BIOL368/F16:Class Journal Week 9

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Colin Wikholm

  1. Did you learn anything that deepened your understanding of protein structure from this assignment? If so, what?
    • Yes, I increased my understanding of protein structure. This is especially true in better grasping the affects of DNA mutation on amino acids. Specifically, certain differences in amino acids (ex size, charge, shape) can lead to greater or lesser affects due to mutations. I also learned about various tools on Biology Workbench that can determine degree of differences between amino acids. Finally, I now have a better grasp on how the gp120 gene is organized (including the location of the V3 coding region).
  2. What is not (yet) clear?
    • I still do not yet understand how many of the tools on Biology Workbench determine greater or lesser differences in amino acids. Is this based on functional effects, shape effects, or evolutionary differences between amino acids? Also, I still wish to know why Markham et al. (1998) studied the parts of the gp120 gene that he did, and if studying other components of the gene would yield different results from what we plan to do in out protein structure analysis project.
  3. Read the following article from Science Daily News about a relatively recent advance in solving a protein structure from a virus related to HIV.
    • Explain whether you would be interested in playing this game and why or why not?
      • I would want to play this game. If it is really is a way to learn about protein structure that is more fun, I would love to take advantage of such an opportunity. What is more, I enjoyed playing the game EteRNA, which is a similar research-based game that uses human gamers to solve RNA folding.
    • Do you think that games like this could assist you in learning about protein structure? (I'm not asking you to play it, per se, although you can if you want; I just want you to comment based on reading the article.)
      • I think this game could definitely assist me in learning about protein structure. If the game really is a fun challenge, it would allow me to actively learn and problem solve in a way that requires considerably less effort. This is especially true because (as stated by the article), the game is puzzle-based. I love puzzles, so understanding the parts of the protein "puzzle" would make learning much more efficient for me.

Colin Wikholm 23:39, 31 October 2016 (EDT)

Isai Lopez

  1. Did you learn anything that deepened your understanding of protein structure from this assignment? If so, what?
    • Actually yes, the tools we used for the in-class activity made it easier to visualize how interactions like disulfide bridges and secondary structures correspond to a sequence of amino acids. Seeing it laid out for me in the UniProt website helped my understanding. In addition, much of the information in the UniProt database elucidated the functions of different protein structures and why structure and function are innately tied together.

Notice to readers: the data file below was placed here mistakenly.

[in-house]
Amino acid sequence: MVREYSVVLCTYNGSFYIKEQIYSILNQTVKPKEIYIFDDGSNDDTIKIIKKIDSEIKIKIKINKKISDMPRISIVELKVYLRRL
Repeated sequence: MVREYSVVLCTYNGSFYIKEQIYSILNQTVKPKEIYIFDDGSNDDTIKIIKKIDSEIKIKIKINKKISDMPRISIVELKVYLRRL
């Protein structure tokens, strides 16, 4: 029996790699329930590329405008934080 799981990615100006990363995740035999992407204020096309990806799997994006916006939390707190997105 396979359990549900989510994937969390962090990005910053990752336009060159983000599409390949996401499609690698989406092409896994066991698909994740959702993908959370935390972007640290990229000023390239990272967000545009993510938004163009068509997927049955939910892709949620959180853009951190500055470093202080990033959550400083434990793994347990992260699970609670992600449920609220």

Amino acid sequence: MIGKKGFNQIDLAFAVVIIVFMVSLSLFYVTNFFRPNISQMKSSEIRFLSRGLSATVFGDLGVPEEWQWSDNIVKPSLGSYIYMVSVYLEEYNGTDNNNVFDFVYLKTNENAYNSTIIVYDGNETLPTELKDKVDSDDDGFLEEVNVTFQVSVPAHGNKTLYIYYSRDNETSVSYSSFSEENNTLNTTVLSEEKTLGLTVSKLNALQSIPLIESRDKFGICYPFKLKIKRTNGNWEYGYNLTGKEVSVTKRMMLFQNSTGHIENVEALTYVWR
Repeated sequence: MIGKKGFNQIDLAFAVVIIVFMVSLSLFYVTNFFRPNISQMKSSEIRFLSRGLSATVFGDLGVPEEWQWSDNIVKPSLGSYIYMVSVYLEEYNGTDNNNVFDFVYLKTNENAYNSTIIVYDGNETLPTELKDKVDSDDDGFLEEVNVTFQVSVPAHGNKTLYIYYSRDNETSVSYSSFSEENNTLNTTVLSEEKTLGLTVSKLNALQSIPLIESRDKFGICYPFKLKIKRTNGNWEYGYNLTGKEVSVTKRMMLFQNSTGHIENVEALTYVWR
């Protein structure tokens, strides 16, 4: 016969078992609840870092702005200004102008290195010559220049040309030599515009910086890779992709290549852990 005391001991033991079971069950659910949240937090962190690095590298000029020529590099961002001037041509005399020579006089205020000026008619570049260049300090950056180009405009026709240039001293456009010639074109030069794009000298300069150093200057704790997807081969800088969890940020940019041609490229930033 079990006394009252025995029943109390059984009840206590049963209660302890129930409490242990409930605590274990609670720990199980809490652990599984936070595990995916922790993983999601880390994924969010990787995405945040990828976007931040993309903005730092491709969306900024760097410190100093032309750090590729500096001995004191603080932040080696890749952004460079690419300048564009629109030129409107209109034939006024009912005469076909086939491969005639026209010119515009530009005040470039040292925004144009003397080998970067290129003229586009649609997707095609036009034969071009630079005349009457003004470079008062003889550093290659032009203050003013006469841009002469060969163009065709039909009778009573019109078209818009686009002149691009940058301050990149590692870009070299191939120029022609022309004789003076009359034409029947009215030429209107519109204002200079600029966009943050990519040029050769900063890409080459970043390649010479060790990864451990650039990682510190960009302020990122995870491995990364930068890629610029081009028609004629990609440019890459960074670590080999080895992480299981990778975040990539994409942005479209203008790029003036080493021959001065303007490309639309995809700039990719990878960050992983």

2. What is not (yet) clear?
    • I'm still not exactly sure how these programs take the sequence and are able to decide exactly at what reside certain interactions, such as loops will begin, as well as defining where that loop ends.
  3. Read the following article from Science Daily News about a relatively recent advance in solving a protein structure from a virus related to HIV.
  4. Explain whether you would be interested in playing this game and why or why not?
    • Certainly, because I think that tinkering without direction or a strict set of rules is often one of the best ways to explore the potential of a simulation. The joy of discovery can often be a strong driving factor.
  5. Do you think that games like this could assist you in learning about protein structure?
    • Yes, because I think that what happens often when people play games is once they become adept at using the tools provided, they will seek new ways to explore their function, effectively tinkering with the "meta" of the game itself. In learning how to use the simulation and actively interacting with it I could answer for myself many of the questions I have that start with "what happens when..?"

Will Fuchs

  1. Did you learn anything that deepened your understanding of protein structure from this assignment? If so, what?
    • The way that proteins can be analyzed in three dimensional space was very interesting and this is important because if you can anylze the structure of some proteins one may be able to infer on a possible function of that protein (complex).
  2. What is not (yet) clear?
    • The multiple ways and facets of these programs and how they can be utilized to their full potential.
  3. Read the following article from Science Daily News about a relatively recent advance in solving a protein structure from a virus related to HIV.
  4. Explain whether you would be interested in playing this game and why or why not?
    • This was an interesting approach to resource the public in solving complex scientific challenges. Personally, I'd like to at least try the game and see what I can do.
  5. Do you think that games like this could assist you in learning about protein structure?